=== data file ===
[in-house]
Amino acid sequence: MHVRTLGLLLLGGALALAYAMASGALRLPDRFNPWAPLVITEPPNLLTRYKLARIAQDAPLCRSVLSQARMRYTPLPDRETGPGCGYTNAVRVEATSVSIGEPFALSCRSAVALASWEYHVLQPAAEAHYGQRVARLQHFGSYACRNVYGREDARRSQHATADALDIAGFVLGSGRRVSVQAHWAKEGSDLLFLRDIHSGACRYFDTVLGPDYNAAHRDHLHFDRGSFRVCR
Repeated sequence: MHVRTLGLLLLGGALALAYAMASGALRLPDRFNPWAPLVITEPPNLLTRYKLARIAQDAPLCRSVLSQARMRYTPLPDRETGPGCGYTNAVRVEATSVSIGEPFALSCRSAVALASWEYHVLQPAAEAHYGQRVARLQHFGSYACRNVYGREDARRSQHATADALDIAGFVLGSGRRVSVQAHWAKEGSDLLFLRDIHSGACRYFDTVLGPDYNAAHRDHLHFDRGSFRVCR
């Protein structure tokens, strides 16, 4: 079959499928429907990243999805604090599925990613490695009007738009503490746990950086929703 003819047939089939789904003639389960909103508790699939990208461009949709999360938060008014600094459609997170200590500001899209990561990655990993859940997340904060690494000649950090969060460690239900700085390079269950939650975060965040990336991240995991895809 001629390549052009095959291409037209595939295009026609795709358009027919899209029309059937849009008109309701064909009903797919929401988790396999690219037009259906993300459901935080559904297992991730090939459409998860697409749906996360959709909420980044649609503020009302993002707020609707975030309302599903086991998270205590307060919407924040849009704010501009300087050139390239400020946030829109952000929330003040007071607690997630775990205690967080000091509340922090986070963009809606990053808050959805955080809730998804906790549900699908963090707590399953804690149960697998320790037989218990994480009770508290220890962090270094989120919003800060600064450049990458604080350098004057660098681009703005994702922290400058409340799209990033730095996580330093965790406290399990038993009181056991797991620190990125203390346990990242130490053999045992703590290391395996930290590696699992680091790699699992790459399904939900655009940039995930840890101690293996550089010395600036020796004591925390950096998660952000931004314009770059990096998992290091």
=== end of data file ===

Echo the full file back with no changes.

[in-house]
Amino acid sequence: MHVRTLGLLLLGGALALAYAMASGALRLPDRFNPWAPLVITEPPNLLTRYKLARIAQDAPLCRSVLSQARMRYTPLPDRETGPGCGYTNAVRVEATSVSIGEPFALSCRSAVALASWEYHVLQPAAEAHYGQRVARLQHFGSYACRNVYGREDARRSQHATADALDIAGFVLGSGRRVSVQAHWAKEGSDLLFLRDIHSGACRYFDTVLGPDYNAAHRDHLHFDRGSFRVCR
Repeated sequence: MHVRTLGLLLLGGALALAYAMASGALRLPDRFNPWAPLVITEPPNLLTRYKLARIAQDAPLCRSVLSQARMRYTPLPDRETGPGCGYTNAVRVEATSVSIGEPFALSCRSAVALASWEYHVLQPAAEAHYGQRVARLQHFGSYACRNVYGREDARRSQHATADALDIAGFVLGSGRRVSVQAHWAKEGSDLLFLRDIHSGACRYFDTVLGPDYNAAHRDHLHFDRGSFRVCR
């Protein structure tokens, strides 16, 4: 079959499928429907990243999805604090599925990613490695009007738009503490746990950086929703 003819047939089939789904003639389960909103508790699939990208461009949709999360938060008014600094459609997170200590500001899209990561990655990993859940997340904060690494000649950090969060460690239900700085390079269950939650975060965040990336991240995991895809 001629390549052009095959291409037209595939295009026609795709358009027919899209029309059937849009008109309701064909009903797919929401988790396999690219037009259906993300459901935080559904297992991730090939459409998860697409749906996360959709909420980044649609503020009302993002707020609707975030309302599903086991998270205590307060919407924040849009704010501009300087050139390239400020946030829109952000929330003040007071607690997630775990205690967080000091509340922090986070963009809606990053808050959805955080809730998804906790549900699908963090707590399953804690149960697998320790037989218990994480009770508290220890962090270094989120919003800060600064450049990458604080350098004057660098681009703005994702922290400058409340799209990033730095996580330093965790406290399990038993009181056991797991620190990125203390346990990242130490053999045992703590290391395996930290590696699992680091790699699992790459399904939900655009940039995930840890101690293996550089010395600036020796004591925390950096998660952000931004314009770059990096998992290091």